Going to college once seemed an unobtainable goal for Barbourville middle school student Brandon Fisher. That opinion—and his life—quickly changed when he became involved in the “Bulldog Buddies” mentoring program.
“At first, I didn’t want to go to college,” Brandon, now a seventh-grade student at Knox County Middle School, said. “After I met Kyle, and we talked for a while, I started to get interested in going to college.”
Brandon and Kyle Hathorn, a senior at Union College, became “Bulldog Buddies” through a peer mentoring program revived by the college and merged with an existing program presented by Forward in the Fifth and The Center for Rural Development.
The two were recently reunited on the campus of Union College when mentors and mentees met to celebrate the success and return of the “Bulldog Buddies” program.
During the program, Jim Tackett, executive director of Forward in the Fifth, presented certificates to participants who successfully completed the peer mentoring program.
“One of the most memorable experiences in each person’s life is to recollect someone we looked up to and sought advice from,” Tackett said. “Through this mentoring program, we had the opportunity to unite young adults with middle school students in this community to help plant and cultivate ideas of opportunity and possibility.”
This is the second time Forward in the Fifth, a non-profit organization created in the mid-1980s by U.S. Congressman Harold “Hal” Rogers (KY-05) with local business and community leaders, has partnered with a major Kentucky college or university to help change the lives of young people in Southern and Eastern Kentucky.
The goal of Forward in the Fifth, an affiliate of The Center for Rural Development, is to reverse low educational attainment levels in the Fifth Congressional District.
In 2009, Forward in the Fifth joined Lindsey Wilson College in Columbia to launch a peer mentoring program in South Central Kentucky. The organization recently kicked off another mentoring program with the University of Pikeville to serve students in five Pike County schools.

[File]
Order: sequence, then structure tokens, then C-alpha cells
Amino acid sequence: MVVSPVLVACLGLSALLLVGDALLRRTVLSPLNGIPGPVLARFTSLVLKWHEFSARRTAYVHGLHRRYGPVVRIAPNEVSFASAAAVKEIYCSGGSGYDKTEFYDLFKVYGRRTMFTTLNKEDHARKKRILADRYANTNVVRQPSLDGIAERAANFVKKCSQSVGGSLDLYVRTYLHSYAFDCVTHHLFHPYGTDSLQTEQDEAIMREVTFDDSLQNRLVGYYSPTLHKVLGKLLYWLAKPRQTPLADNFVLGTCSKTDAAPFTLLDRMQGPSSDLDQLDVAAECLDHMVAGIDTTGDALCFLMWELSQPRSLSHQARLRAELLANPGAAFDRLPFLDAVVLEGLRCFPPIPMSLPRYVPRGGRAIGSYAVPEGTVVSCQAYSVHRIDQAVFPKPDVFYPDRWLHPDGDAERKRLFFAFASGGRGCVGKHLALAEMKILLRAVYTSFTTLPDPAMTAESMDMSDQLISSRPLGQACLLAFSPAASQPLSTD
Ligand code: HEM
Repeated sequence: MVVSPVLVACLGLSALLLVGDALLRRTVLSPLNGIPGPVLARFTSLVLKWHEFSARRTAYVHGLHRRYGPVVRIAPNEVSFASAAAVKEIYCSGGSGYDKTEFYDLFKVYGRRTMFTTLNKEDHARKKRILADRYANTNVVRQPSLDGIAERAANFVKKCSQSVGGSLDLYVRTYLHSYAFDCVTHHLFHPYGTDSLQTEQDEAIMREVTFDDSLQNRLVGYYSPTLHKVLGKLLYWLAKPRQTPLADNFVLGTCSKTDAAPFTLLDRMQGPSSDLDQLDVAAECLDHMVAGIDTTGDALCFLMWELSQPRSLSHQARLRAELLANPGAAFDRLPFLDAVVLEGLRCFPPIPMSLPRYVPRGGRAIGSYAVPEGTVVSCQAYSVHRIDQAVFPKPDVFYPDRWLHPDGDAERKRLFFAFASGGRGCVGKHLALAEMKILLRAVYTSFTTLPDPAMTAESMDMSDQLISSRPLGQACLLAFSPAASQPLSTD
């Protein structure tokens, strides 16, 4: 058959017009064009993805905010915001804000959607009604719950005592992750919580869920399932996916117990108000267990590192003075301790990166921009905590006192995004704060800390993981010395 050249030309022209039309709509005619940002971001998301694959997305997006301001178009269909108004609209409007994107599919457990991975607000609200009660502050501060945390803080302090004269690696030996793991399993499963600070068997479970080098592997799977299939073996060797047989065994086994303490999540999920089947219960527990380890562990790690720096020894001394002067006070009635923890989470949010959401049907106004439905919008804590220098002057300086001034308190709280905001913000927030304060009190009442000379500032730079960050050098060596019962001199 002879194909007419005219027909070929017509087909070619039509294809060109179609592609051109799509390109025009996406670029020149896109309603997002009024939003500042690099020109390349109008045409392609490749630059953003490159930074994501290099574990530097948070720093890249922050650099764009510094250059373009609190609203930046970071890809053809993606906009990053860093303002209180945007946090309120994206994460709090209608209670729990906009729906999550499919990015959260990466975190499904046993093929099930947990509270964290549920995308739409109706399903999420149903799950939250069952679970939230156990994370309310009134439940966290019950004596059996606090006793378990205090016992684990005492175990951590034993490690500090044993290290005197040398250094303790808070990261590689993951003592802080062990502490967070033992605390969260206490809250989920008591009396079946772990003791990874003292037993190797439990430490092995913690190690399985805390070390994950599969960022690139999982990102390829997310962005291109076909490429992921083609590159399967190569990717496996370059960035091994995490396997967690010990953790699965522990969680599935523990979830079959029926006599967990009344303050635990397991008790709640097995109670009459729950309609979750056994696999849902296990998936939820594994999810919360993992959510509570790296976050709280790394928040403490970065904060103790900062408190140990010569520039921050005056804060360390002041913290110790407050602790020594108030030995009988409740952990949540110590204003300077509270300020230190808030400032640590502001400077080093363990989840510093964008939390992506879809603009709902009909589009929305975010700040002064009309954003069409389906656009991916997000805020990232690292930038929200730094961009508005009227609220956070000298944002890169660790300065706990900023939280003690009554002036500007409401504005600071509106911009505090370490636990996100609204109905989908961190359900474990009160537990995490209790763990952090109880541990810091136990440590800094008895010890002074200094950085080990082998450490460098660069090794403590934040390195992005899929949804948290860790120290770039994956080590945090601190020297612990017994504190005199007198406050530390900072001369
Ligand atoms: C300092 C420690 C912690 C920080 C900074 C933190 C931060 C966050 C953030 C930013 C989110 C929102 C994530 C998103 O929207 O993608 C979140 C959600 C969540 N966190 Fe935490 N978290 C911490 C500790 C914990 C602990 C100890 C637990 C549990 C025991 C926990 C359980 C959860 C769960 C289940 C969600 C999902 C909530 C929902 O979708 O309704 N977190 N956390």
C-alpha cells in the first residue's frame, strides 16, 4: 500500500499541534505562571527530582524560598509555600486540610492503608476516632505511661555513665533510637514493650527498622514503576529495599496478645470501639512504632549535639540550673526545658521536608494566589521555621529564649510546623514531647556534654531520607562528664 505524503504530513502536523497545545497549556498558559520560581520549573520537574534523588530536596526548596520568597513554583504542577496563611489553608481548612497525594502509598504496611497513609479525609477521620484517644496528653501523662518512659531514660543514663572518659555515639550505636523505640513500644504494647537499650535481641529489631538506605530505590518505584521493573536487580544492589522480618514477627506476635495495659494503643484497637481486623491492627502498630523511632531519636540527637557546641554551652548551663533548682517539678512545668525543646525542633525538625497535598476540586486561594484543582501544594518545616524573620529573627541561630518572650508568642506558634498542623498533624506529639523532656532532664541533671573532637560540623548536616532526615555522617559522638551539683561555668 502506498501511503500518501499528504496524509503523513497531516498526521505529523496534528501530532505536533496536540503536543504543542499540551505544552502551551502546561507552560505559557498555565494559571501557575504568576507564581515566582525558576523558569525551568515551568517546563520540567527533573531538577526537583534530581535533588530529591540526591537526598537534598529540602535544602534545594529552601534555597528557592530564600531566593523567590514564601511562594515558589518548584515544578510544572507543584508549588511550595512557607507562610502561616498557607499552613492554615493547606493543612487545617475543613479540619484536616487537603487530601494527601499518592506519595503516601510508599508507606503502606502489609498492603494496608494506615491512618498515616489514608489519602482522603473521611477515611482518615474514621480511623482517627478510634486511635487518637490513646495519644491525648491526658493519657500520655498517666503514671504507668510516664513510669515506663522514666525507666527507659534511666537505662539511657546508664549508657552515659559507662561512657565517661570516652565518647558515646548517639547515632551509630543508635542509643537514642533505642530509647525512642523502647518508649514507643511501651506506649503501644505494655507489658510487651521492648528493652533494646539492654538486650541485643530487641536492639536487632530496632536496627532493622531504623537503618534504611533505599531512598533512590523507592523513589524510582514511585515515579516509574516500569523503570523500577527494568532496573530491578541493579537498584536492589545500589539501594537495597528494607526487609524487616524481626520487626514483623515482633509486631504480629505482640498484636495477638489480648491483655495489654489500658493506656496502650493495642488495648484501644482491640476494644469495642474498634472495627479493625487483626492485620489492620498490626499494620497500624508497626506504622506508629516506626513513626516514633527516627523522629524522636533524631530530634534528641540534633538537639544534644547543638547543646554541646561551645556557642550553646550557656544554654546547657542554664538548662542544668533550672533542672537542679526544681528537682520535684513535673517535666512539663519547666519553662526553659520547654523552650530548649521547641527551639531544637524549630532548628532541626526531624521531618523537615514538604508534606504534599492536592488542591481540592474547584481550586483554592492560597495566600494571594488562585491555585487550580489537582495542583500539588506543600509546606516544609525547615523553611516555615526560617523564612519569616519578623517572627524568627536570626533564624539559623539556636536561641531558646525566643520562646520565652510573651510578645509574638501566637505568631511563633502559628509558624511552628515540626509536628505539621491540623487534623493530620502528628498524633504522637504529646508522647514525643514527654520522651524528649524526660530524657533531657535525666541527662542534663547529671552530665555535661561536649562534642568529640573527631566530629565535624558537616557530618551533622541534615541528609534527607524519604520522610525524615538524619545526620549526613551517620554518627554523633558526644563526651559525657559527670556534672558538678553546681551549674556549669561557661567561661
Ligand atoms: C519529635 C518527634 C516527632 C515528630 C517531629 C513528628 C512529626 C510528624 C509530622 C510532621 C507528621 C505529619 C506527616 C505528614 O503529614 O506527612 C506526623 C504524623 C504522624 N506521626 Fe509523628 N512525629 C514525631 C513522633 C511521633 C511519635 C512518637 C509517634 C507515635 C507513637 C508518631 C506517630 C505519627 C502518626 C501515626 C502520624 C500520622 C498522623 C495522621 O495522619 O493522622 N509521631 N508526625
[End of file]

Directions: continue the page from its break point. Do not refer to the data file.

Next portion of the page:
“It’s easy to find a professional athlete or rock star to idolize, but it’s important to have people in our students’ lives who have already walked the road before them—someone who understands the challenges they face better than anyone else in the country,” U.S. Congressman Harold “Hal” Rogers (KY-05), who created Forward in the Fifth in 1986 with other leaders to help raise the educational attainment levels in the Fifth Congressional District, said. “Not only are these college mentors providing guidance and hope, but they are stepping out as leaders to improve the generation following in their footsteps.”
The “Bulldog Buddies” mentoring program, which was revived last fall after several years’ absence, continues to make a difference in the lives of Knox County students and their families.
“Brandon has started working harder in school to keep his grades up and is doing much better,” Diane Fisher, Brandon’s mother, wrote in a letter to Forward in the Fifth, an affiliate of The Center. “Before, he didn’t want to go to college, and now he strives harder to make sure his grades stay up so that he can.”
While Kyle has been more like a “big brother” to Brandon, he gives Brandon all the credit for changing his outlook on life.
“Honestly, there were times when we would work on homework, but I think I was just there for him,” Kyle said while spending time with Brandon at Union College. “The smile on his face when I walked into the room was awesome.”
Gabrielle Mellendorf, director of community outreach for Union College, said plans are already under way to continue the “Bulldog Buddies” program.
“When I received a telephone call from Jim Tackett with Forward in the Fifth, we were looking for a way to revamp our Bulldog Buddies program at Union College,” she said. “Getting that call, and making that connection with Forward in the Fifth, was exactly what we needed to jumpstart the program and get it up and running, so that we could continue to help the local schools in our area.”
Seventeen Union College students, all part of the Common Partner Program, a community service program on campus, were paired with middle school students from Barbourville Independent School during the 2010-2011 school year for the “Bulldog Buddies” mentoring program.
For more information on Forward in the Fifth or its peer mentoring program, contact Jim Tackett at 606-677-6000 or via email at email@example.com.